The Rev. Brian C. Taylor
One of my oldest and dearest friends is a Jewish agnostic – or atheist, she’s not quite sure – who recently told me that she had joined Freedom From Religion, a group that works for the separation of church and state. They fight against things like prayer in the schools and the use of public funds for religious purposes. They even take it further, putting up billboards you may have seen around town, with slogans like “Imagine No Religion.”
My friend and I also spoke of Martin Luther King, whose holiday we were celebrating at the time, and how much we both appreciated the manner in which he brought his faith into the public arena. After all, he was a clergyman who preached from the scriptures about changing the hearts and the laws of our nation. He didn’t completely separate church and state.
Our conversation came at a time when I had published an Op-Ed piece in the paper suggesting that Roman Catholic legislators not bow to their church’s pressure to conform, but vote their own conscience. Some who misunderstood me claimed I wanted the church to keep its nose out of politics.
And about the same time, I watched our nation’s greatest religious festival, the Super Bowl, which now features not only the national anthem, but also the hymn God Bless America, accompanied by flag-draped cheerleaders and flyovers of Air Force fighter jets.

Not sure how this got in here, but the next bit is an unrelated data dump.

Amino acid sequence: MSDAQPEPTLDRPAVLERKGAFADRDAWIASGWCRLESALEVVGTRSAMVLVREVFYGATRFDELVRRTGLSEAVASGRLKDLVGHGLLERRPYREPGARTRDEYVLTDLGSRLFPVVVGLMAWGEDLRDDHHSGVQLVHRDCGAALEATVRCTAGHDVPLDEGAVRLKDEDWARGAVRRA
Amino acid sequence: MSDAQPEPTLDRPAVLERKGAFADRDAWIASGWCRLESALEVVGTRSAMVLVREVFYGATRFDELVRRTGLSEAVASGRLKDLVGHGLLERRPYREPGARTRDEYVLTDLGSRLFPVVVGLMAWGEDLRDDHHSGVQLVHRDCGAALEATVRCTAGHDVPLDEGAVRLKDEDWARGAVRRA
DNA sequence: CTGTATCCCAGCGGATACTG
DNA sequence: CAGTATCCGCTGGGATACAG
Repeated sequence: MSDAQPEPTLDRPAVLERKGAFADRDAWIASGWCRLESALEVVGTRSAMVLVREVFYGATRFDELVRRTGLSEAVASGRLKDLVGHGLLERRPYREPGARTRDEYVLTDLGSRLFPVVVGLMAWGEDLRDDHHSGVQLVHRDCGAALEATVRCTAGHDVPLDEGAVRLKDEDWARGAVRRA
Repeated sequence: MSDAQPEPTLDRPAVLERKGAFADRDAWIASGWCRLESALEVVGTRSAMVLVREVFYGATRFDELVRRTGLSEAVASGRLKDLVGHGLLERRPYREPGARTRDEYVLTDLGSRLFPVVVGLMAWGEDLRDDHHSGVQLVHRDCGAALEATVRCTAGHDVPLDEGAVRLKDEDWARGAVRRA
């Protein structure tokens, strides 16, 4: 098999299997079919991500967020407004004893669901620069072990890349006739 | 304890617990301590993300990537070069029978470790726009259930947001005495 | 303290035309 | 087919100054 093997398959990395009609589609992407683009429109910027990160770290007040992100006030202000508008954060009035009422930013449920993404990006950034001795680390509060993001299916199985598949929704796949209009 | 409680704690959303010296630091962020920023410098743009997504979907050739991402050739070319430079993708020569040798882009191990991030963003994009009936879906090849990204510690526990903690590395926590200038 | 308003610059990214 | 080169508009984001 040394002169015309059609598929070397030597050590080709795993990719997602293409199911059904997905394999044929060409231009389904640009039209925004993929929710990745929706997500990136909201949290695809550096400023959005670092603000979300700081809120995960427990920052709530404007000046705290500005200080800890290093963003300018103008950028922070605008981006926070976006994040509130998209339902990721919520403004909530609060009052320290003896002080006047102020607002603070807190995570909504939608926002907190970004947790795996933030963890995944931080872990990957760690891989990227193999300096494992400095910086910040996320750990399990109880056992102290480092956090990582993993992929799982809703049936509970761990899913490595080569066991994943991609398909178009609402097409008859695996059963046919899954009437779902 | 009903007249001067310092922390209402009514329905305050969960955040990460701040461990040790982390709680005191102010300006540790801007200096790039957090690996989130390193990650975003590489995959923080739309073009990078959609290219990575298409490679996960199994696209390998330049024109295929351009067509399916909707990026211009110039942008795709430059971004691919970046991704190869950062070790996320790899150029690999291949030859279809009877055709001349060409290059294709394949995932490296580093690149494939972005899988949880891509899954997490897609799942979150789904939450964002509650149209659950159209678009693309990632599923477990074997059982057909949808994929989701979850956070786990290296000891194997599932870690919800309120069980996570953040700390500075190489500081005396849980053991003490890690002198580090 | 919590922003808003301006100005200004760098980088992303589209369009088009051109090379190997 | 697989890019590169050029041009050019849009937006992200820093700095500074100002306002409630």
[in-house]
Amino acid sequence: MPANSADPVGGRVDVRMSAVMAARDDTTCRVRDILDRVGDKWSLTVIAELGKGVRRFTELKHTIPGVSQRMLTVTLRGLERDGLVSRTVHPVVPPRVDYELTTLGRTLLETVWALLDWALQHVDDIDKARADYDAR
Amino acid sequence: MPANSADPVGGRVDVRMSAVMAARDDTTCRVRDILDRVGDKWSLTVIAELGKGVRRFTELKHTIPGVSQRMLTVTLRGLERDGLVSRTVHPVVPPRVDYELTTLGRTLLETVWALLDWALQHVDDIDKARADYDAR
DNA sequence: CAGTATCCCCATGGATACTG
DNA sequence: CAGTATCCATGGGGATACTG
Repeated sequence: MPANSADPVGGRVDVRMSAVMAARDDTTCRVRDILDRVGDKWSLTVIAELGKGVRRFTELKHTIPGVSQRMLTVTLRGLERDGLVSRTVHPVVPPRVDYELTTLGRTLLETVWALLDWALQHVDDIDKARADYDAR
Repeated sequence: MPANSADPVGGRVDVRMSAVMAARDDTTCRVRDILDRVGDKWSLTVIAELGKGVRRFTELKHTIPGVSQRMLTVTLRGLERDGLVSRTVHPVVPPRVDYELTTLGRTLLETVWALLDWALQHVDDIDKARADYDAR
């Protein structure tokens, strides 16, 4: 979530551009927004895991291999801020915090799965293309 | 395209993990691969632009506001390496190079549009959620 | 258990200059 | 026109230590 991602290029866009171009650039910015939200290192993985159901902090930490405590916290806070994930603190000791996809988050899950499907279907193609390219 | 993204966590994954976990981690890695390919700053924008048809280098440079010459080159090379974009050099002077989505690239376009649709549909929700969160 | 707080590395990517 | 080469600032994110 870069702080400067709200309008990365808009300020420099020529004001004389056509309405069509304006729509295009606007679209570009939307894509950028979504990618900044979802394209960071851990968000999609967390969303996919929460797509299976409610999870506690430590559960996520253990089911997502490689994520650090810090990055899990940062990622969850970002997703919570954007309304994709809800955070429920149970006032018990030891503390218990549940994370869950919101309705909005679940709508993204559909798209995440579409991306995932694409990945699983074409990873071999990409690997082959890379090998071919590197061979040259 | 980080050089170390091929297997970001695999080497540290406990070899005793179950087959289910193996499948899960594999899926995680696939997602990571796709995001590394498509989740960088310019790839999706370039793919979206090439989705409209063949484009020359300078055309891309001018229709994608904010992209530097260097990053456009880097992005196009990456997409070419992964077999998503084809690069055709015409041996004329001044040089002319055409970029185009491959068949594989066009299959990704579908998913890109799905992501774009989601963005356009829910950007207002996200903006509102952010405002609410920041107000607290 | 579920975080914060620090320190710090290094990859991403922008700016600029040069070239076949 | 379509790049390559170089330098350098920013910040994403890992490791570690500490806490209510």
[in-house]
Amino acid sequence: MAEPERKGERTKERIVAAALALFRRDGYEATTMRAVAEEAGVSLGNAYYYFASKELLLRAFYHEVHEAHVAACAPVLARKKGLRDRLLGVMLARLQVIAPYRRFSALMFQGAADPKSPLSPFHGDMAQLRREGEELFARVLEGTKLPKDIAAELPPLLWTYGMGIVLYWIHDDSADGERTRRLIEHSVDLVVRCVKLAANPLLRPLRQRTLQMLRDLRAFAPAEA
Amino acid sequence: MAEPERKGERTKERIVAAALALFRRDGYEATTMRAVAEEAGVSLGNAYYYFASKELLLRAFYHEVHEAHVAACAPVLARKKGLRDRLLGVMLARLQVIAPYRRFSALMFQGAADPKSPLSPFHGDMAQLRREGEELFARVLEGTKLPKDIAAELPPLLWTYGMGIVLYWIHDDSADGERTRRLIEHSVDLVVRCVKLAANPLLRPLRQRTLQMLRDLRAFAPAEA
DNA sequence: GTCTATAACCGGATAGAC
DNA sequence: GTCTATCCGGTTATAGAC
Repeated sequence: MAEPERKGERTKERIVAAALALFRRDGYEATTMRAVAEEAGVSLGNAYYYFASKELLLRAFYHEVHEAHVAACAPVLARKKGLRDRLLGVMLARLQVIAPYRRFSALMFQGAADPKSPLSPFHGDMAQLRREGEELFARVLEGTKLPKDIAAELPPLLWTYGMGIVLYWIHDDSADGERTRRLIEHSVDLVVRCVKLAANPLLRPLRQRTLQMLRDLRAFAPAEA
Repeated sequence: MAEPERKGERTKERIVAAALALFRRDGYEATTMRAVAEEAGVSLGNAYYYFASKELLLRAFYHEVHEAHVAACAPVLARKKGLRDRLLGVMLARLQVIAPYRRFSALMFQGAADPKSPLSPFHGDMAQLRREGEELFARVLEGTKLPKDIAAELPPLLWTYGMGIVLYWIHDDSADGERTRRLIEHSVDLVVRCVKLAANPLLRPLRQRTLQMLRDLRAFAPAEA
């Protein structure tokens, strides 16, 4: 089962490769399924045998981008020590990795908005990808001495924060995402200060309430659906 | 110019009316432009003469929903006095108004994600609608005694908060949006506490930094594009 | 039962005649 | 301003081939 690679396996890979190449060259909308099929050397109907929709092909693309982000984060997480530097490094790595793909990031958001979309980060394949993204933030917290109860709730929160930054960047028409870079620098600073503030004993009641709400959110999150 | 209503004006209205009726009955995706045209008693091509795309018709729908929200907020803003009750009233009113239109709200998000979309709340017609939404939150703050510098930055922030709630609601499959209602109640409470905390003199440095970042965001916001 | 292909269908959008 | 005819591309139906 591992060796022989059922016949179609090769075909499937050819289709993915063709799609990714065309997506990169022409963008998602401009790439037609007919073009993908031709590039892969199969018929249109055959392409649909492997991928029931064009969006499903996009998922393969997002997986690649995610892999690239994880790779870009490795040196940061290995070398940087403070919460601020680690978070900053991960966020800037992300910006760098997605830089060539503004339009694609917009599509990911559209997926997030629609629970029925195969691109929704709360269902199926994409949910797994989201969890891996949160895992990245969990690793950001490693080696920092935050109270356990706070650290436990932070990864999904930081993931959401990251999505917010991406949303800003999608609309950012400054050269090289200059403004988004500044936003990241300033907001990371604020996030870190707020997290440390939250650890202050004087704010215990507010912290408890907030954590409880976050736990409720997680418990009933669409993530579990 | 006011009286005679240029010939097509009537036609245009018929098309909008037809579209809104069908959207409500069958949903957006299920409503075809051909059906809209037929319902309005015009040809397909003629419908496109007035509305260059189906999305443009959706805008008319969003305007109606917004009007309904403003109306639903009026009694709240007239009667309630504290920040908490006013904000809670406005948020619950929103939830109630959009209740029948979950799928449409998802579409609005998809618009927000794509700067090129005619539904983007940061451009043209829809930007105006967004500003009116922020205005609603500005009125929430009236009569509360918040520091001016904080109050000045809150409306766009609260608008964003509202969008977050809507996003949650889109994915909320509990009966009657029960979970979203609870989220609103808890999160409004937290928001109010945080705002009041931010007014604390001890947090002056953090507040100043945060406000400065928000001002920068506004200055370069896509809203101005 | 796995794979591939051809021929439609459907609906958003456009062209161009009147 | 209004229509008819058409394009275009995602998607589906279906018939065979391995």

What’s a healthy relationship between church and state? Do patriotism and religious faith belong together? Should religion be entirely limited to private matters and keep out of public debates on issues of the day? What’s the role of the prophet these days? And why should I bring this up on the 2nd Sunday of Lent?
Because our readings today reveal much about the relationship between religion and the state – an issue that is as alive today for us as it was thousands of years ago for Jews and early Christians.
In our first reading from Genesis, we see the beginning of Israel’s fusion of religion and state. In a vision, God promised Abraham that his descendents would be as many in number as the stars above, and that these chosen people would be given a promised land. A God, a people, a religion, and a nation – all in one.
To fulfill Abraham’s vision, the Israelites would conquer a people who already inhabited this “promised land.” They formed a theocracy, where Moses’ law was the law of the state. Eventually this affiliation became corrupt. Religion served the needs of those in political power, and vice versa. In the name of God, the chosen people were economically oppressed, forced to work and fight for the king, and woe to anyone who resisted God’s anointed leaders.
By the time Jesus came along, 2,000 years after Abraham’s vision, the religious elite still wanted to hold on to some semblance of the old alliance between religion and state. So they compromised themselves in order to share limited power with the Roman occupiers. As long as they supported Rome’s interests, Rome would support theirs, even helping rid them of troublemakers like Jesus. They were violent men, extorting taxes and land from helpless people. They would do anything to protect their privilege.
All of this was in the background when Jesus remarked, so poignantly, in today’s gospel Jerusalem, Jerusalem, the city that kills the prophets and stones those who are sent to it. Jerusalem, the city of God, had become the very place where God’s own messengers were rejected.